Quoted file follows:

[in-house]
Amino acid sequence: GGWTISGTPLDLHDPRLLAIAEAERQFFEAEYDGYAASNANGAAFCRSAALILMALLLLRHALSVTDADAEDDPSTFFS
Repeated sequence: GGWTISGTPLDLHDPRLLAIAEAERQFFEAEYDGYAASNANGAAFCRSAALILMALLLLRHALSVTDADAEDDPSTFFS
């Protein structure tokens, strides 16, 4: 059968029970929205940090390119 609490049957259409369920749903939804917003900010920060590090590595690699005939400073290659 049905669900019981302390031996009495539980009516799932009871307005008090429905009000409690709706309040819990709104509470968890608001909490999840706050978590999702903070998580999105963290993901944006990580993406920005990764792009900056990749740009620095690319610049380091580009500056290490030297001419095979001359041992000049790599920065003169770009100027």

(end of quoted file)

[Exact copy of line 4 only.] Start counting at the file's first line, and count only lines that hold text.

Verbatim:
């Protein structure tokens, strides 16, 4: 059968029970929205940090390119 609490049957259409369920749903939804917003900010920060590090590595690699005939400073290659 049905669900019981302390031996009495539980009516799932009871307005008090429905009000409690709706309040819990709104509470968890608001909490999840706050978590999702903070998580999105963290993901944006990580993406920005990764792009900056990749740009620095690319610049380091580009500056290490030297001419095979001359041992000049790599920065003169770009100027």